On the lack of accessibility to bank funding, Mr. Roach said he could not speak to the particulars as to why individuals may be denied loans, however, the OLG also plays an advocacy role, and he encouraged individuals who believe they may have been discriminated against to report such matters to his office.

Ms. Sarauw refuted Mr. Roach's claims that all the major banking institutions in the territory were offering construction loans, stating that during a recent Senate hearing only Banco Popular was offering such financing. "I am concerned in actuality as to why our banks aren't offering as they do in Puerto Rico. We'll say that they do, but technically they do not, and we put most of our money into Puerto Rican banks, and it's time that we leverage our resources that we have, negotiate and get them to offer those products. Homeownership has to be achievable," she said.

Mr. Roach said comparing Puerto Rico and the Virgin Islands, whose populations are vastly different at 3.2 million and under 100,000 respectively, is not a good measure to determine why certain products are offered in varying markets. "It's not impossible to think that a business may offer some products in one market that aren't in the other market," he said after mentioning the populations of both U.S. territories.

On the issue of discrimination against the LGBTQ+ community, Mr. Gilbert asked Ms. Sarauw to list five ways she would encourage a Vialet-Sarauw administration to diminish such behavior. The senator spoke of legislation she has sponsored specifically for such matters, and said, "It was sad watching the he/she commentary, because the Vialet-Sarauw team has never done that nor will they ever do that." Ms. Sarauw was referring to comments made against her during a recent Bryan-Roach virtually rally by a calypsonian.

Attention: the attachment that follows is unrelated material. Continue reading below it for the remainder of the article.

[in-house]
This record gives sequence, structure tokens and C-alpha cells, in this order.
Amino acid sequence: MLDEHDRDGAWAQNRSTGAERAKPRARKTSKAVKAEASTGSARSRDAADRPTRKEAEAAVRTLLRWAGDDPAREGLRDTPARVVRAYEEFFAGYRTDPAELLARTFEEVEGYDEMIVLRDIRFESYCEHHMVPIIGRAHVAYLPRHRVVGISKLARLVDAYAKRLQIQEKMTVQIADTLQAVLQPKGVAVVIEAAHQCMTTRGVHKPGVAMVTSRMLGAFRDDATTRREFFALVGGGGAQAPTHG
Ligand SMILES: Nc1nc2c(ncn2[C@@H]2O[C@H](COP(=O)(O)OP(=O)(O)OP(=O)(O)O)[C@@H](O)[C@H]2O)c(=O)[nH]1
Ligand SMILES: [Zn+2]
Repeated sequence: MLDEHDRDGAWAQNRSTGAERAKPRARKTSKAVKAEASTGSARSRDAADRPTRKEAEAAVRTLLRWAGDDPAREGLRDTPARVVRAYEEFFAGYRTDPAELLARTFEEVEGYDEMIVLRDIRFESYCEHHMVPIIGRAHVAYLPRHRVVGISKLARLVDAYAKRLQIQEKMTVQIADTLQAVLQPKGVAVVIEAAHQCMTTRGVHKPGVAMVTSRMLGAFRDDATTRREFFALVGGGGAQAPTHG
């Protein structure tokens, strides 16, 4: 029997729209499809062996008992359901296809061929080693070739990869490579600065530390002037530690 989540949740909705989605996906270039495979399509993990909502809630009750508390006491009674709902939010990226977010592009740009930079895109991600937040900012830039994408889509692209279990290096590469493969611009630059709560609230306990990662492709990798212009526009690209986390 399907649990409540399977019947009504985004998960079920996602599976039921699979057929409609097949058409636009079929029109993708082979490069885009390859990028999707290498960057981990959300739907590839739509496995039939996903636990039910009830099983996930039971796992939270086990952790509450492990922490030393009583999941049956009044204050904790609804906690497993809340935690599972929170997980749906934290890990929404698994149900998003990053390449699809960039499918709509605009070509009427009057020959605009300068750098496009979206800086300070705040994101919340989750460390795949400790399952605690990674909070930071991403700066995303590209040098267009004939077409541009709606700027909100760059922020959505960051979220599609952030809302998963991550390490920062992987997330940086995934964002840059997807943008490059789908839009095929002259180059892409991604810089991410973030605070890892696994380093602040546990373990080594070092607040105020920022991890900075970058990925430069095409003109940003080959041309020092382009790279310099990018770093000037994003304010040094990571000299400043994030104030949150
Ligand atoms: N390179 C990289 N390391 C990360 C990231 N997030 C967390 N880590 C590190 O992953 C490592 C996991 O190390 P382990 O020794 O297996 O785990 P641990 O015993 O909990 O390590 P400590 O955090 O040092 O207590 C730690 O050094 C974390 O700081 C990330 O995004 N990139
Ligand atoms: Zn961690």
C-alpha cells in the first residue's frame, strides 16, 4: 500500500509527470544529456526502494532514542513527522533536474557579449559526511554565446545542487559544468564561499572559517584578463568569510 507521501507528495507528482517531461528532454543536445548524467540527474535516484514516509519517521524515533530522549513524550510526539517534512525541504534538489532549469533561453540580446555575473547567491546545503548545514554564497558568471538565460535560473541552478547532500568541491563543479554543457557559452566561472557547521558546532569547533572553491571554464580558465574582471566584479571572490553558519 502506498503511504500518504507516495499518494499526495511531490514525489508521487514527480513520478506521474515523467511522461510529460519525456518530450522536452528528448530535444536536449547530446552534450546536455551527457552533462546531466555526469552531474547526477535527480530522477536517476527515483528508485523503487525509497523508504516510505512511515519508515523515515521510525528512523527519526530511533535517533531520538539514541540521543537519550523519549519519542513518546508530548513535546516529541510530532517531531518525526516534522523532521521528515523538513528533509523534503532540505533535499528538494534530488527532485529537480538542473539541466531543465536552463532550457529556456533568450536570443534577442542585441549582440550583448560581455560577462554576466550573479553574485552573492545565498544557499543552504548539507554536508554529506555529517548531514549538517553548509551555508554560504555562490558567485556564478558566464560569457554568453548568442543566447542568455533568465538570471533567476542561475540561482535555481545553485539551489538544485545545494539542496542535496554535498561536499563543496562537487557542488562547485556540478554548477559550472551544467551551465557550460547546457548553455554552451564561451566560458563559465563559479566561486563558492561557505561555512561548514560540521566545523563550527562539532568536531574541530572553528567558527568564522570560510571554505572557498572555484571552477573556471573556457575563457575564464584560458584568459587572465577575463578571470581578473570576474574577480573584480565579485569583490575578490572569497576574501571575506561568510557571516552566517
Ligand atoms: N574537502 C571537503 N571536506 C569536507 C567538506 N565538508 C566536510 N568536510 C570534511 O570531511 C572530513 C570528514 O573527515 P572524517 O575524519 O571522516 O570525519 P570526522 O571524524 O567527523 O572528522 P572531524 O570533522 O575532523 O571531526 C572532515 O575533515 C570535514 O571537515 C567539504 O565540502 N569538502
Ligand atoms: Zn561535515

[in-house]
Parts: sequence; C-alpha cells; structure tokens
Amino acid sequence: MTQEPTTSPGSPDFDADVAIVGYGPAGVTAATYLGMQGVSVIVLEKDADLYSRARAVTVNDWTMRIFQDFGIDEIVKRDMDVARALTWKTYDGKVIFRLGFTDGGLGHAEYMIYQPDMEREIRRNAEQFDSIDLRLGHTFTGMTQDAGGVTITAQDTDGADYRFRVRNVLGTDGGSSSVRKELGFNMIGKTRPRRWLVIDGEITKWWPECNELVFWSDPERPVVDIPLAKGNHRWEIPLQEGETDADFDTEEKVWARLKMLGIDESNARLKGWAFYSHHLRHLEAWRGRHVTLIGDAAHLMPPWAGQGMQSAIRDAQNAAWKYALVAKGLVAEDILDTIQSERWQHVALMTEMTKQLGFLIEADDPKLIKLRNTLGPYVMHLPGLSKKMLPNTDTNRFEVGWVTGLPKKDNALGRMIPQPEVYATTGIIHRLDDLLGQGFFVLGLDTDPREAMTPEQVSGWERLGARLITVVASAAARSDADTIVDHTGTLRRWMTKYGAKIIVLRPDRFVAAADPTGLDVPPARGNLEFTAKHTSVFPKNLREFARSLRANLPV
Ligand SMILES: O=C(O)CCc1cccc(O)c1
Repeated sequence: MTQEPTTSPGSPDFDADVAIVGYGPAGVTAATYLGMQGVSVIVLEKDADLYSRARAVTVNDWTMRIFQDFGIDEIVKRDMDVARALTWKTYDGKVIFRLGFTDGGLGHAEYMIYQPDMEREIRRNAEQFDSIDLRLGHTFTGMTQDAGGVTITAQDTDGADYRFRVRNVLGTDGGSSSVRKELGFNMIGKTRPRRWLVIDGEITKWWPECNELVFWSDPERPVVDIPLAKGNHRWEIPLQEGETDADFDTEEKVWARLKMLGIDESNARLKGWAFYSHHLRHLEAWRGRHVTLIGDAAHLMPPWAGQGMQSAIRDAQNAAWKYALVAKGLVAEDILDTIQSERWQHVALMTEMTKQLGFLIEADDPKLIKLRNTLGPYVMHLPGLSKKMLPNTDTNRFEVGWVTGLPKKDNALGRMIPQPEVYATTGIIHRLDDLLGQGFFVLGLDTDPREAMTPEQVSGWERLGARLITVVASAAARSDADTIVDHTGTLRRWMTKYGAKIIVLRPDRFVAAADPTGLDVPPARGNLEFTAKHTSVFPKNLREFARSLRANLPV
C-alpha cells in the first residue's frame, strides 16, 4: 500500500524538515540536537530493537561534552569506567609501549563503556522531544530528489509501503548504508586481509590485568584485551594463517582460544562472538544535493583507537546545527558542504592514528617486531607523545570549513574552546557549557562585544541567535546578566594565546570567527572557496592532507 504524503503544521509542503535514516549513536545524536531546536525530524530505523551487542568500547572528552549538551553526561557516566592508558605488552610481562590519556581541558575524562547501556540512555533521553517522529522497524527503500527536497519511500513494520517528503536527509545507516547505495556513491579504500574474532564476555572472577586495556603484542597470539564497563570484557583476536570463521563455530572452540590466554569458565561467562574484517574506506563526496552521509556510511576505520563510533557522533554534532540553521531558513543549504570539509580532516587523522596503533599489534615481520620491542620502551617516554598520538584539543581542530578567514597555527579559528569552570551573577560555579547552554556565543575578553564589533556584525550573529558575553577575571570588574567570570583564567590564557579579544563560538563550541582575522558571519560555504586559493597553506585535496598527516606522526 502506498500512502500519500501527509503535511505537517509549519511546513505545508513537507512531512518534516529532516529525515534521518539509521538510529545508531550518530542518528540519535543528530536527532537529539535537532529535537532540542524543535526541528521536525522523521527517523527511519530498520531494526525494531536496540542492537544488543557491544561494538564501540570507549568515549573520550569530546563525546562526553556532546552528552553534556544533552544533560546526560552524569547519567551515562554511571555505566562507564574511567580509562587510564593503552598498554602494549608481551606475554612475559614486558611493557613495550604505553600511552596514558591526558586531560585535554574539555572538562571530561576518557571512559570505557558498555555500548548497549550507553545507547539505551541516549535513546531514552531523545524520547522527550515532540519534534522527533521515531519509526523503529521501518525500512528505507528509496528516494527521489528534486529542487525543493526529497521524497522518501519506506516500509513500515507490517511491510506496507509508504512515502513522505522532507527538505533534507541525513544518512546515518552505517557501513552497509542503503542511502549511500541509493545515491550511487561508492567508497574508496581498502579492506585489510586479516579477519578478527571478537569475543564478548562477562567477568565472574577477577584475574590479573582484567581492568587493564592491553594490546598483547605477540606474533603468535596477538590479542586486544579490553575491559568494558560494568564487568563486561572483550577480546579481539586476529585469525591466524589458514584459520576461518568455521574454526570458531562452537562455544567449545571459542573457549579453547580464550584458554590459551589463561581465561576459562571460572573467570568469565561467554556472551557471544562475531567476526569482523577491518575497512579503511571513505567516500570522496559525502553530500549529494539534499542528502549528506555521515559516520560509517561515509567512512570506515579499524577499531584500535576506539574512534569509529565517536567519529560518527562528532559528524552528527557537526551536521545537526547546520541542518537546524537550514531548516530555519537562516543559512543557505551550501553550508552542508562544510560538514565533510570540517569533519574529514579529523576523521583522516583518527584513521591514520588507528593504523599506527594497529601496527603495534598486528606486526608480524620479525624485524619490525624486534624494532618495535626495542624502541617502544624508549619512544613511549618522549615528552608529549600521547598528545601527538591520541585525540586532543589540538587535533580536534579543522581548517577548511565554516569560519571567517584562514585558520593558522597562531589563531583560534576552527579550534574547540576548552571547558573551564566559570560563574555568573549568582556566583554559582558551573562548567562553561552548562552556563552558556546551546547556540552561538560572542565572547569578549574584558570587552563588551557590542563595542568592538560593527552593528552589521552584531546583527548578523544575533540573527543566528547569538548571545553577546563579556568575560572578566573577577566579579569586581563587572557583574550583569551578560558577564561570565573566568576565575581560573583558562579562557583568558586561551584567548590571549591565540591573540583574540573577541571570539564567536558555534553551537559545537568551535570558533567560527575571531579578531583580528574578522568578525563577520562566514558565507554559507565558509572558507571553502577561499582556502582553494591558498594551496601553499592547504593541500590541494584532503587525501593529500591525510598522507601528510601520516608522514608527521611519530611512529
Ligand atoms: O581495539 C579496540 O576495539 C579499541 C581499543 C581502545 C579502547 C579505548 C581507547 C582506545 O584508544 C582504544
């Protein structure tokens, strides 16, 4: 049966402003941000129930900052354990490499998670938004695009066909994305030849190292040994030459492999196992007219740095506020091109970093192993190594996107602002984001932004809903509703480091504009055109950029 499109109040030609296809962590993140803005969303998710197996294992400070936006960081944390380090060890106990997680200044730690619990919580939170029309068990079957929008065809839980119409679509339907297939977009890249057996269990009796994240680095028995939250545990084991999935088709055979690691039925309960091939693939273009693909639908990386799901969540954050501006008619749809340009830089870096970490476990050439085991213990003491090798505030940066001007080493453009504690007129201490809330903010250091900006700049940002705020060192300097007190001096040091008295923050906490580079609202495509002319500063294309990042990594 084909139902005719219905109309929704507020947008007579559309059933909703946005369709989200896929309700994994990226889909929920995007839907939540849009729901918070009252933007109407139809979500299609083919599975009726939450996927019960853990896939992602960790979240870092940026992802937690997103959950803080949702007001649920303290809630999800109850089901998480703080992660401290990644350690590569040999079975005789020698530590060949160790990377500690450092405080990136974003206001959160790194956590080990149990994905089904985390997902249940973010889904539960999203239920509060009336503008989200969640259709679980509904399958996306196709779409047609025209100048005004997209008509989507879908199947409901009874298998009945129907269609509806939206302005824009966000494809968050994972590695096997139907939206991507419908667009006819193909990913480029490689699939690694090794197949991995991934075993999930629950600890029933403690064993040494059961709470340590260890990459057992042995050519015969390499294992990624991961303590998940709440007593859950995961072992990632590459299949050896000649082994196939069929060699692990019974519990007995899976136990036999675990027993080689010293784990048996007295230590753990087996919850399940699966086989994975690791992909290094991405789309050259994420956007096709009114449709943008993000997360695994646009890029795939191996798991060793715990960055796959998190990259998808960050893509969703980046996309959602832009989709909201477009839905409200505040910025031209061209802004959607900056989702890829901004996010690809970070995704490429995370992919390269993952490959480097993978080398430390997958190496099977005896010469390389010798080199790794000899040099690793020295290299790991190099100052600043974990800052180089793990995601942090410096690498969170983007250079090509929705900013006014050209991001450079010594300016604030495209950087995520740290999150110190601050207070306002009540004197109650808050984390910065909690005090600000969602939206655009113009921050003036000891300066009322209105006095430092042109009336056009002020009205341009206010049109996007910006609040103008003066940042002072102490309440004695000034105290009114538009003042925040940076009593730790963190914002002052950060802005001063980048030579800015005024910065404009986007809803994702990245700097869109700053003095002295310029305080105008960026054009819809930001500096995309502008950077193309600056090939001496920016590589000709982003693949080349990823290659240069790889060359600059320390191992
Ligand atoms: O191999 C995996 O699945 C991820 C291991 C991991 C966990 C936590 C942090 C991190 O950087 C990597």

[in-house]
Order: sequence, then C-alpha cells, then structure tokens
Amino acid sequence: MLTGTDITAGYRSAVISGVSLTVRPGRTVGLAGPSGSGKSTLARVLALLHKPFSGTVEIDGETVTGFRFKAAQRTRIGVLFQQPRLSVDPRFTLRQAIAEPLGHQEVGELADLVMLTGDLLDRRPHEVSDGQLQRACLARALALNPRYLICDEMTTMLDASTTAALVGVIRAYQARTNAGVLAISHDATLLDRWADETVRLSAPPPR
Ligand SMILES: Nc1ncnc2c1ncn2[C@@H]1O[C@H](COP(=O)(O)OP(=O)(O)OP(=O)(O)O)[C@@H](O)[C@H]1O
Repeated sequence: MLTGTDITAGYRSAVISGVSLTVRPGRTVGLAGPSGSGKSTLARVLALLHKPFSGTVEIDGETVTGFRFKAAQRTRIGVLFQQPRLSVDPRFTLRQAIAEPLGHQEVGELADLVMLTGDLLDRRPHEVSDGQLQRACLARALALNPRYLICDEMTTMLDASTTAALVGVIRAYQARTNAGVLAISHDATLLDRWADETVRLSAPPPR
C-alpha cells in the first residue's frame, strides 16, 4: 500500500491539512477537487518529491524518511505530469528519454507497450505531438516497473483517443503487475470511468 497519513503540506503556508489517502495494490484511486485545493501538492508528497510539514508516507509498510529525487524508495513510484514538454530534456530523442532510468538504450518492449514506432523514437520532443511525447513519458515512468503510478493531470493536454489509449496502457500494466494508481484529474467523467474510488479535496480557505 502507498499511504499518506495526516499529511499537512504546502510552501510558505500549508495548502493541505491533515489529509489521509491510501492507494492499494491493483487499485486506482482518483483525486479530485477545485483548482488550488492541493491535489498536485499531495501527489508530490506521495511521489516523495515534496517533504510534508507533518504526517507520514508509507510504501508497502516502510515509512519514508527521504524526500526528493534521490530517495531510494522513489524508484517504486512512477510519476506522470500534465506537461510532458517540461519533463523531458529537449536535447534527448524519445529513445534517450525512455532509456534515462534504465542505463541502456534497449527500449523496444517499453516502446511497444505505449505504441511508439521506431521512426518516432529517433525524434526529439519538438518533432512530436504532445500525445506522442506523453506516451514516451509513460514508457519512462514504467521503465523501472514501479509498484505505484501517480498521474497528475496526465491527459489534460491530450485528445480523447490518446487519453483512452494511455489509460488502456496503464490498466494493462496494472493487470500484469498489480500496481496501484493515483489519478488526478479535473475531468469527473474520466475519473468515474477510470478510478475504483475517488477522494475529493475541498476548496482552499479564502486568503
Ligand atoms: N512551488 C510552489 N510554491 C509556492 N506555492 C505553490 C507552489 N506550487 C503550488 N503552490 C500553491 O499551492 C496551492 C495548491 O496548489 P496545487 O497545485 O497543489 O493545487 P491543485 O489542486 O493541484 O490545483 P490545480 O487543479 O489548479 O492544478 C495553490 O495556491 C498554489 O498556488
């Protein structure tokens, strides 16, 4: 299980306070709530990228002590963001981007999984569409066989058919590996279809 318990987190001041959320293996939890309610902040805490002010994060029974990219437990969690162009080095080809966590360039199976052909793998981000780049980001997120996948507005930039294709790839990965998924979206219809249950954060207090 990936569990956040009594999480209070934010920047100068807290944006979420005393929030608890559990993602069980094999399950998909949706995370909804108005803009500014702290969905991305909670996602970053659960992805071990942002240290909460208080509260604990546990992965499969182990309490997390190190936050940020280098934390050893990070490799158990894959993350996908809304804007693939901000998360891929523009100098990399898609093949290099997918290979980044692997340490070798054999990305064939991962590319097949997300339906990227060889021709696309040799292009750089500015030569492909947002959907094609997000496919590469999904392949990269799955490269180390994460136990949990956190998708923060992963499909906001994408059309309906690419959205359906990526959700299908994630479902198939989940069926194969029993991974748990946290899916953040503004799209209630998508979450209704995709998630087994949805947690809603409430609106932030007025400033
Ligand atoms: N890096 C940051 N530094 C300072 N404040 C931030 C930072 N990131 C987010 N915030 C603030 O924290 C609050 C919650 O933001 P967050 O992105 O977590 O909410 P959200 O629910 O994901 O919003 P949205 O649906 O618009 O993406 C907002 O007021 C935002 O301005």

Mr. Roach responded by calling out Ms. Sarauw for what he deemed to be a double standard. "The issue of utilizing, whether the perception or the reality of a person's sexual orientation is certainly not limited to any comments made to Senator Sarauw alone.

"Senator Sarauw made a post about that calypso, which I'm not defending, but she made a post on her page, targeted the LGBTQ community with whatever she said was said in the calypso, to essentially politicize it and say vote for me, not for them. But under that same post [there were] all kinds of comments with references to my sexuality. Questions to whether I am married to a man or a woman, and not by just saying the he/she in the calypso, but calling my name in the same post that the senator had on her [Facebook] page," Mr. Roach said.

The lieutenant governor said Ms. Sarauw did not respond to those comments. "You can't complain and say that you are a target of discrimination with regard to your sexual orientation, and still participate or allow conversations like that where you know the intent is the same," he went on.

Ms. Sarauw reminded that the original comment was made at a Bryan-Roach campaign rally with an apology coming several days later. She said the apology only came after public outcry and a viral video showing Calypsonian King Derby making the comments. She further stated that no one under her Facebook post had called Mr. Roach any names. "They retaliated in support saying listen, if you're going to call out one, do we question the other person. And we're actually not fair in this political arena, we don't judge men and women the same at all," she said.

Mr. Roach fired back: "There's a doctrine in the law that speaks to unclean hands. So when you come to the law for relief, you have to say that your hands are clean. So you can't be participating in the same kind of conversation and then need an apology addressed to you because you are offended by a particular reference. Your hands have to be clean as well. And if you think that an apology must be made directly to the candidate, then I think that that candidate also has the responsibility to use that same platform to speak about the same injustices which she references, and what kind of remedial work that we must all do."

Watch the full debate here.